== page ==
REVIEW: Fair Game

8 11 2010

It’s really a shame that we live in such a polarize political climate that we rush to affiliate any movie about current events with a political ideology.  Because “Fair Game” tells the story of a woman and her husband who did their jobs and were led to be skeptical of the Bush administration based on their information, it has been labeled a liberal movie.

Yet what makes “Fair Game” one of the best movies I’ve seen this year is the fact that it is a politically conscious movie but not necessarily politically charged.  It’s a movie that reminds us that the truth has no political affiliation, and it reaffirms the very American responsibility to stand up and voice our discontent when we see the government failing in its duties.  Naomi Watt’s Valerie Plame Wilson does this in spite of one of the worst political climates for dissent in our history, and it’s a rousing profile in courage that will reinforce your sense of patriotic duty.

How is it possible for the story of a woman who dared to question the authority and logic of President George W. Bush to be patriotic?  At first glance, the movie seems to be painting an incredibly cynical and unflattering portrait of the government.  Without remorse, they ruin Plame’s career by outing her as a covert CIA agent.  Under the leadership of Scooter Libby, the office of the Vice-President takes steps to discredit her and leave her without support to face the most powerful institution in the country.

While there’s hardly a doubt that director Doug Liman and the writing team are highly critical of Bush’s invasion under pretense, “Fair Game” is not another voice in the cinematic chorus denouncing the War in Iraq.  This is a story about the triumph of justice and truth over whatever obstacle the government might put in place to impede them.  Plame is the crusader for all American values that we claim to have but are often put aside for personal or national gain.

In 2001, someone comes before her with the evidence that President Bush took us to war with, and she applies reason and logic to deduce that it did not signal the presence of a modern nuclear program in Iraq.  To make sure, she sends her husband, Joe Wilson (Sean Penn), to check out the supposed deal in Niger as he was once an ambassador there.  Even though Wilson finds nothing to support the claim that the aluminum tubes in question could not have been part of a deal for materials to construct a nuclear weapon, the administration ignores his take and uses it to justify war in Iraq.  And we all know what happens from here …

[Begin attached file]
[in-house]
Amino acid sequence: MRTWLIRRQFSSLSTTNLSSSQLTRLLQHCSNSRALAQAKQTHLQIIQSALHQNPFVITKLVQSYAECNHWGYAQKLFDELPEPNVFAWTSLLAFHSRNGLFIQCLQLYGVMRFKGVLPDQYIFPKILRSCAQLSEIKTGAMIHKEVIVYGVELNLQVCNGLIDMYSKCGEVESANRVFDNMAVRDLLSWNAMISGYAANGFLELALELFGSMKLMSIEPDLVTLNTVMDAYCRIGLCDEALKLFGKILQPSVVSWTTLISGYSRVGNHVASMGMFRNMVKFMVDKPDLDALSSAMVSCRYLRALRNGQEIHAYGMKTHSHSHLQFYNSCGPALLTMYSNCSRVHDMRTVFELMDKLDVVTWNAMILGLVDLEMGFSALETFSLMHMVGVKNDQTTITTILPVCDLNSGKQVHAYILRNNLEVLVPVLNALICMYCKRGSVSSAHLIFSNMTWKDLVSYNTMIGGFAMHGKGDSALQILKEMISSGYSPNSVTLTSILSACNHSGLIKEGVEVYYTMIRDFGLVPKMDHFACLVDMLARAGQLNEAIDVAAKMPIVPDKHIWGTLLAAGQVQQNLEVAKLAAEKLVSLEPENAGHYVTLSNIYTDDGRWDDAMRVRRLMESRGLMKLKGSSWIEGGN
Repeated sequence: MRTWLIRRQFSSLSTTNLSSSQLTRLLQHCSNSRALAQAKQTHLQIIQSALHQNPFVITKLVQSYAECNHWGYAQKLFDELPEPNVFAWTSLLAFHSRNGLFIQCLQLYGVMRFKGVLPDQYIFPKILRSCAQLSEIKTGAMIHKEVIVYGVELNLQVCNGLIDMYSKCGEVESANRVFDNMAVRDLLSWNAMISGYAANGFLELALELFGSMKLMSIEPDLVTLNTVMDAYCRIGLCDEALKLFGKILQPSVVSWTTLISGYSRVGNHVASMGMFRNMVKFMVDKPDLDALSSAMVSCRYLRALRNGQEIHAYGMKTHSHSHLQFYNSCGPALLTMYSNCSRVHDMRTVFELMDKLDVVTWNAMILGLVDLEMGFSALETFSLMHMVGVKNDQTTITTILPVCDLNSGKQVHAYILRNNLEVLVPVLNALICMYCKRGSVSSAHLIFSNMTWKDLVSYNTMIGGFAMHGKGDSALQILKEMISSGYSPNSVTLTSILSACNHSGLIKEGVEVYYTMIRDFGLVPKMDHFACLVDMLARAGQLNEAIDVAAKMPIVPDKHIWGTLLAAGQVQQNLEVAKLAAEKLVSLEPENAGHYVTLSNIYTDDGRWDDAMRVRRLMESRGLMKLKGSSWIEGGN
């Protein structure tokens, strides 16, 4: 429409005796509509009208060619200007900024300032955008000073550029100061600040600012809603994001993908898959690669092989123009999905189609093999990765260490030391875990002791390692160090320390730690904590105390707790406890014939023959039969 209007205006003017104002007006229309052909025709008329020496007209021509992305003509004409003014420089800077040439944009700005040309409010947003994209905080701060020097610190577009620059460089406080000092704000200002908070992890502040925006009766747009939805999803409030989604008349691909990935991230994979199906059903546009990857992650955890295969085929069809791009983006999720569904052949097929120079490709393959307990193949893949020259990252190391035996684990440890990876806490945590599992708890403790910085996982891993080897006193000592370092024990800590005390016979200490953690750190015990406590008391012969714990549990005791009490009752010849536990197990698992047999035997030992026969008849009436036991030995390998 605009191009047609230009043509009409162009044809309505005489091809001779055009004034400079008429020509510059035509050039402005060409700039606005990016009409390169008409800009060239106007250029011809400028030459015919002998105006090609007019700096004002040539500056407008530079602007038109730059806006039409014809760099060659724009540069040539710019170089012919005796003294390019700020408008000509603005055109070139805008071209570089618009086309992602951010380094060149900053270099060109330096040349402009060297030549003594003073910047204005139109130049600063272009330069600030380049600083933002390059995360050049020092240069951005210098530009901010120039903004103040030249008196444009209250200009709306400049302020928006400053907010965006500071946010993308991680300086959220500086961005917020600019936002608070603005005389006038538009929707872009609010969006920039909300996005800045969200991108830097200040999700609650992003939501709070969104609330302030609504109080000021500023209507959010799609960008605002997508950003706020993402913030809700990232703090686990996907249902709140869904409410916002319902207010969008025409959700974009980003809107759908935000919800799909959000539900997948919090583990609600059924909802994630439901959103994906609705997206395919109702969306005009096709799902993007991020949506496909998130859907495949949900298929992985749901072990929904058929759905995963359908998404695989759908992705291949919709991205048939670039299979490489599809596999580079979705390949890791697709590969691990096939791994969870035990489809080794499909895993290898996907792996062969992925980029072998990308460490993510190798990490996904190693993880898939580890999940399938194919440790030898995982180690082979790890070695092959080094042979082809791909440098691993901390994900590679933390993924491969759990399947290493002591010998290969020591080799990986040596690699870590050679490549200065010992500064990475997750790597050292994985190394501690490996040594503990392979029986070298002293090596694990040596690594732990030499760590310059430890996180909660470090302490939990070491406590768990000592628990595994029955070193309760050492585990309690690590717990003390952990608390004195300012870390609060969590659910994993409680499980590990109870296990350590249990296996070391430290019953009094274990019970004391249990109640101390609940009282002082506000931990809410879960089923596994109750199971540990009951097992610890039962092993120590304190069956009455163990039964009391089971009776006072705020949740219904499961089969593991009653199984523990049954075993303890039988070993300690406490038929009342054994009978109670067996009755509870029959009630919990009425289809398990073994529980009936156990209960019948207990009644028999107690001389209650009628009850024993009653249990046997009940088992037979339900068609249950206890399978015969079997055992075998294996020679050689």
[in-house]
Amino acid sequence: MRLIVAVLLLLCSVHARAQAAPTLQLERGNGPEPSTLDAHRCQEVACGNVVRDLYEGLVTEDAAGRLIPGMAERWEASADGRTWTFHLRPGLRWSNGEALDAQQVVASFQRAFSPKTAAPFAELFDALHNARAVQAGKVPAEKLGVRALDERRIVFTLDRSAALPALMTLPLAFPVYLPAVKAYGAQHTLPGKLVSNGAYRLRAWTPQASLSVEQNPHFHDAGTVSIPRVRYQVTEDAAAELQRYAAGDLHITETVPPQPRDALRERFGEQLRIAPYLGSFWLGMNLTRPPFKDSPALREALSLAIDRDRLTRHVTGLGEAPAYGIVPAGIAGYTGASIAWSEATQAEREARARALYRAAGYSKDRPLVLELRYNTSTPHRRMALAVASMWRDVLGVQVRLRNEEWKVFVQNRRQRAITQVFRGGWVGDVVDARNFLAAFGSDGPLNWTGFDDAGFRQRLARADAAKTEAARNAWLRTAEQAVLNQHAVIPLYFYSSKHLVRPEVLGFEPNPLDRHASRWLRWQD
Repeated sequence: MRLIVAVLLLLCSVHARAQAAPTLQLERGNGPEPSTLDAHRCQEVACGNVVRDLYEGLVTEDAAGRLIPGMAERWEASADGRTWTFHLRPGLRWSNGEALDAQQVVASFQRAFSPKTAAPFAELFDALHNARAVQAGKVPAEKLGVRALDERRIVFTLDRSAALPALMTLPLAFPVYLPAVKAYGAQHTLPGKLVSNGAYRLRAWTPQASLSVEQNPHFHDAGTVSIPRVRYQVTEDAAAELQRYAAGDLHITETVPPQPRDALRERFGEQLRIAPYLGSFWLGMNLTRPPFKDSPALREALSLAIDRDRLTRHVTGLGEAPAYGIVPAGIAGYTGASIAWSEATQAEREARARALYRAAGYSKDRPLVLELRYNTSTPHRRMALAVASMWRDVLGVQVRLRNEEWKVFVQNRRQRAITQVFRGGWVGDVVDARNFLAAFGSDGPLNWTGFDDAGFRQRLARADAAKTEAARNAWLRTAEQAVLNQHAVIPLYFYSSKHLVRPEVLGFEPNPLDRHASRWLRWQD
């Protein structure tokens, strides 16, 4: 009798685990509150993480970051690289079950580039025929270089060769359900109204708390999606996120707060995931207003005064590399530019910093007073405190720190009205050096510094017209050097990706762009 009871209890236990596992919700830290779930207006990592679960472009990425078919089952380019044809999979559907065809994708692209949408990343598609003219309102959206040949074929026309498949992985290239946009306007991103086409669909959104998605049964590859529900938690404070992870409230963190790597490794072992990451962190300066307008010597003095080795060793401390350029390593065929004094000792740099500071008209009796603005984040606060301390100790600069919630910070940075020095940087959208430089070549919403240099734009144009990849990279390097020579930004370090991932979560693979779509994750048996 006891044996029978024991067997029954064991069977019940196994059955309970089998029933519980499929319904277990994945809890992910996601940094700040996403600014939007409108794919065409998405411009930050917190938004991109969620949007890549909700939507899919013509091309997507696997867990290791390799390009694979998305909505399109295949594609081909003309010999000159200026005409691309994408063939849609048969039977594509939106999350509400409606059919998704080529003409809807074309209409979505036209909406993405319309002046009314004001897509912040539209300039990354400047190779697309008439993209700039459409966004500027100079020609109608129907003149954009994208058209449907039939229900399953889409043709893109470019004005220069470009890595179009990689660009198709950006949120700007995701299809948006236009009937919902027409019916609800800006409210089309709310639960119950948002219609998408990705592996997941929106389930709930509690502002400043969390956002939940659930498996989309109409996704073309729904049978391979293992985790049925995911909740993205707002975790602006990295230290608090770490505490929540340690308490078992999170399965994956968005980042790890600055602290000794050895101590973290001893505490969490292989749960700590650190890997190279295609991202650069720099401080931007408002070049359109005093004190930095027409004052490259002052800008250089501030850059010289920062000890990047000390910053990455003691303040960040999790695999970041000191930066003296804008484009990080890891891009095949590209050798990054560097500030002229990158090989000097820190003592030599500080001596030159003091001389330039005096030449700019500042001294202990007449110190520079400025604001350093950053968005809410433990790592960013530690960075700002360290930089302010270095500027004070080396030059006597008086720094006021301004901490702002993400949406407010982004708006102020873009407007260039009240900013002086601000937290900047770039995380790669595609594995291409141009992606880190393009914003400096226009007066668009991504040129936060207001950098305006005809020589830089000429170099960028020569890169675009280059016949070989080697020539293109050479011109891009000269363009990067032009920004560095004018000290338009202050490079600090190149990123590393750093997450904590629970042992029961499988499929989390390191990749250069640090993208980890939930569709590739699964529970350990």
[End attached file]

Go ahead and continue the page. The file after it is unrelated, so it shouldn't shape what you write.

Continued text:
After a few months with no success finding any WMDs, Wilson grows so disillusioned that he writes a notorious substantiated editorial piece in The New York Times denouncing the invasion.  As revenge for lashing out against the government, the White House digs for dirt on Wilson and winds up with the information that his wife is a CIA agent.

From there, Watts’ performance takes off to soaring heights as a career of doing what she thought was right is destroyed in front of her eyes.  She is left out in the cold by the CIA to face what one deputy called “the most powerful presidency in American history,” and Plame is left to debate whether to fight for good or to sit back and accept that wrong can hold the power over her.  Watts nails the strength of her character with such mettlesome command that even when the movie takes its eye off the prize for a brief moment, she remains focused and in complete control.  Penn is a perfect counterpoint for her playing the unashamed and undaunted crusader for total justice, and his boldness causes quite a bit of marital friction that is brilliantly played by the two actors.

Intermittently scattered throughout “Fair Game” are dinner scenes where Plame and Wilson sit back and put on a clueless face as their jingoistic acquaintances offer their take on developments in the Middle East, buying into whatever interpretation the government gives them.  Wilson often openly attacks their prejudiced remarks, and it’s not hard to assume that he is the voice of the filmmakers in these scenes.  While this could be interpreted as a blatant attack on conservatives who followed Bush in the Iraq era, I take it as more of a challenge than a diatribe.  Now that this chapter in American history has been closed, the movie invites us to take a look back at why we believed what we believed.  Armed with a contemplative story on what responsibility means in the 21st century, we can gain some fascinating insight into our own minds and our role in the government.  A



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